Longitudinal Studies of BPD Recovery

Because I do not think that BPD is a valid object of scientific inquiry, I haven’t covered many empirical studies documenting BPD recovery. However, such studies can be encouraging if the diagnosis aspect is not taken too literally and concretely. Here are two studies I have reviewed, with plans to do more in the future:

#22: Proof That Borderlines Are Motivated for Psychotherapy and Can Fully Recover
– This article covers two studies:
1) Josephine Giesen-Bloo’s randomized trial of twice-weekly, three-year long psychotherapy for 88 people diagnosed as BPD, in which a majority fully recovered to function well and no longer be diagnosable with BPD.
2) Mary Zanarini’s 10-year longitudinal study of about 300 people diagnosed as BPD, in which it was shown that even without intensive psychotherapy, the large majority improved to the point at which they were no longer diagnosable as borderline. These improved people had much fewer symptoms, functionedwell in a job, and had meaningful interpersonal relationships.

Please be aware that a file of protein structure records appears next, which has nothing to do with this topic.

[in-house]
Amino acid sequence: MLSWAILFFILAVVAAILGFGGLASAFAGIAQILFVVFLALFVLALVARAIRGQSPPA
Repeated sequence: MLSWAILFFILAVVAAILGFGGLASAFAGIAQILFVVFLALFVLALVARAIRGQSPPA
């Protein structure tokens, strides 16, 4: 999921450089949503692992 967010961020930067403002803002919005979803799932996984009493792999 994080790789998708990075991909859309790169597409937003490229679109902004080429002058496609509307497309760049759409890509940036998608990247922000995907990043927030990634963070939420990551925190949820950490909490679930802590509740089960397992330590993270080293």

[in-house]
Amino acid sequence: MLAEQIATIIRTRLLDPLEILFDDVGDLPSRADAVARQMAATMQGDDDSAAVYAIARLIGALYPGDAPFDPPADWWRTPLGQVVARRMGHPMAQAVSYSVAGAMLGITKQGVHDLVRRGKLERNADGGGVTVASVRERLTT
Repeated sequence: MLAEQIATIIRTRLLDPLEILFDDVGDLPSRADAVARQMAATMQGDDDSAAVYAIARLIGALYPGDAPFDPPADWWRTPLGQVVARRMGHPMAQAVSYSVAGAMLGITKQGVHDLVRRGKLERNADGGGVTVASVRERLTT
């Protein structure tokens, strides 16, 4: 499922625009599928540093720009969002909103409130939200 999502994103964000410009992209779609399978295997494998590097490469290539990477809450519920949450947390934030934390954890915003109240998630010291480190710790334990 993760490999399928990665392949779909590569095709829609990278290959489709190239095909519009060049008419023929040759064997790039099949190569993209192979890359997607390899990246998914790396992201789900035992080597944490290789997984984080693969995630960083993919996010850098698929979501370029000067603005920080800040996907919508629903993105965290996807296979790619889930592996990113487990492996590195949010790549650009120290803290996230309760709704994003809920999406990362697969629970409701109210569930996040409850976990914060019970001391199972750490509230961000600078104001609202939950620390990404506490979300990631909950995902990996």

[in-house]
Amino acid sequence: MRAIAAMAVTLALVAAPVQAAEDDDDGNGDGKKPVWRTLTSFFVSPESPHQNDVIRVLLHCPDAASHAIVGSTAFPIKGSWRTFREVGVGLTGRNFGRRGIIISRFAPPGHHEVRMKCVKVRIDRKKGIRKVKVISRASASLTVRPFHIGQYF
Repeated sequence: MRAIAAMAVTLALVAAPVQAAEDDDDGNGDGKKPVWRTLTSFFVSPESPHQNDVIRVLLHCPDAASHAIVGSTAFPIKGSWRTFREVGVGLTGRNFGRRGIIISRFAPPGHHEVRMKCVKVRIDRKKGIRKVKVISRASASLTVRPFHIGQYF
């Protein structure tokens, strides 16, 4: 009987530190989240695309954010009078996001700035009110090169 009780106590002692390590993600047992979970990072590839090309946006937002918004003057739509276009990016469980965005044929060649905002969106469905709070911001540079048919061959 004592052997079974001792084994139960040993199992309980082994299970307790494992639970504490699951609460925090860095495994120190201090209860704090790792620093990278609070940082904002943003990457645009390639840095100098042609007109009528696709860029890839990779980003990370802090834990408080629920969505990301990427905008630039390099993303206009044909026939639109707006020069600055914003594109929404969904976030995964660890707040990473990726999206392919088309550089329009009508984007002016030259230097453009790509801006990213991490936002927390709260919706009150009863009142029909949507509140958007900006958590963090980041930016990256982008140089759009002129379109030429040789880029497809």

When I get more time I am going to add more studies to this page, such as Peter Fonagy’s optimistic 8-year follow-up of intensive treated people diagnosed with BPD.


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